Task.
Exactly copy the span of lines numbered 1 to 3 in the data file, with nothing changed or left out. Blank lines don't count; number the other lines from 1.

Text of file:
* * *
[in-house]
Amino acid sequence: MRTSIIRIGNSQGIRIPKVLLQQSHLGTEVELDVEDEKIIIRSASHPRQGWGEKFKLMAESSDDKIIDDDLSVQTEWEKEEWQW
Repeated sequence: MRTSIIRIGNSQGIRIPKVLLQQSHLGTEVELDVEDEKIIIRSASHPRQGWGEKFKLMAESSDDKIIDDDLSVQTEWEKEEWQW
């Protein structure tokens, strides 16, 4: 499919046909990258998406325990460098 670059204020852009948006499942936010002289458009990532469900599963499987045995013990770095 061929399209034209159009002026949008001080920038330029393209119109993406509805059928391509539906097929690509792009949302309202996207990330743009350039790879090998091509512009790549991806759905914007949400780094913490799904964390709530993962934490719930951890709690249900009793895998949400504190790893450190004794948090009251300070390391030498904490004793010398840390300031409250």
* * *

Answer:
[in-house]
Amino acid sequence: MRTSIIRIGNSQGIRIPKVLLQQSHLGTEVELDVEDEKIIIRSASHPRQGWGEKFKLMAESSDDKIIDDDLSVQTEWEKEEWQW
Repeated sequence: MRTSIIRIGNSQGIRIPKVLLQQSHLGTEVELDVEDEKIIIRSASHPRQGWGEKFKLMAESSDDKIIDDDLSVQTEWEKEEWQW